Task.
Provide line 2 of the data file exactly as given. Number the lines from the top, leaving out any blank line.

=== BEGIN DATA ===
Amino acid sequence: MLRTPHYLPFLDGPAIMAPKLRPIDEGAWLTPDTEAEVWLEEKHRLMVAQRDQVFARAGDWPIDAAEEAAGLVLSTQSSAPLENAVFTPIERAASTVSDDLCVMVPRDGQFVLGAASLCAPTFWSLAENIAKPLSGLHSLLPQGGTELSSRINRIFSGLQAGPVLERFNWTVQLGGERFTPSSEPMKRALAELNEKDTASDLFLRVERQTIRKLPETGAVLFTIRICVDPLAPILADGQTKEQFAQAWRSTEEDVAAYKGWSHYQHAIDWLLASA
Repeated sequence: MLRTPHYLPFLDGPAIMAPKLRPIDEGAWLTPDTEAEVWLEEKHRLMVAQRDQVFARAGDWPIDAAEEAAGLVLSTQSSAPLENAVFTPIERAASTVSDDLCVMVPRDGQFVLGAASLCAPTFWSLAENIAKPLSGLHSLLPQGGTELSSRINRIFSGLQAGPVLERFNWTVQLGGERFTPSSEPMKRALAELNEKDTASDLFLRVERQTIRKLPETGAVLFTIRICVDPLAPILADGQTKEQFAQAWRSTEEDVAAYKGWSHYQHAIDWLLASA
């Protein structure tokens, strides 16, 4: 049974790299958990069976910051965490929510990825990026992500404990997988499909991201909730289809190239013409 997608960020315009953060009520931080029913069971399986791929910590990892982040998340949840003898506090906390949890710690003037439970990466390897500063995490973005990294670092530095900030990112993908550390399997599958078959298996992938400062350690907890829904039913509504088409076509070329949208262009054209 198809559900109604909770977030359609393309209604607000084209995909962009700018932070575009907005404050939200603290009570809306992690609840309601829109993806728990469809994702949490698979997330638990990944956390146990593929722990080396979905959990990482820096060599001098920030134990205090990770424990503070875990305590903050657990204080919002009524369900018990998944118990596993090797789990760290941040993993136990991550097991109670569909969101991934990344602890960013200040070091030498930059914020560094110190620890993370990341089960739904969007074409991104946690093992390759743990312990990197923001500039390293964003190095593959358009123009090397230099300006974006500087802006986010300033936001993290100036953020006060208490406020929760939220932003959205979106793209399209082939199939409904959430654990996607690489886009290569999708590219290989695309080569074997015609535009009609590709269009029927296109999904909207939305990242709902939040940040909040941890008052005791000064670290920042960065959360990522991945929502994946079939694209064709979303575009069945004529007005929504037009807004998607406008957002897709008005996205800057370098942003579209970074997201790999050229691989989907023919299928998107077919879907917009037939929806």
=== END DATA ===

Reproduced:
Repeated sequence: MLRTPHYLPFLDGPAIMAPKLRPIDEGAWLTPDTEAEVWLEEKHRLMVAQRDQVFARAGDWPIDAAEEAAGLVLSTQSSAPLENAVFTPIERAASTVSDDLCVMVPRDGQFVLGAASLCAPTFWSLAENIAKPLSGLHSLLPQGGTELSSRINRIFSGLQAGPVLERFNWTVQLGGERFTPSSEPMKRALAELNEKDTASDLFLRVERQTIRKLPETGAVLFTIRICVDPLAPILADGQTKEQFAQAWRSTEEDVAAYKGWSHYQHAIDWLLASA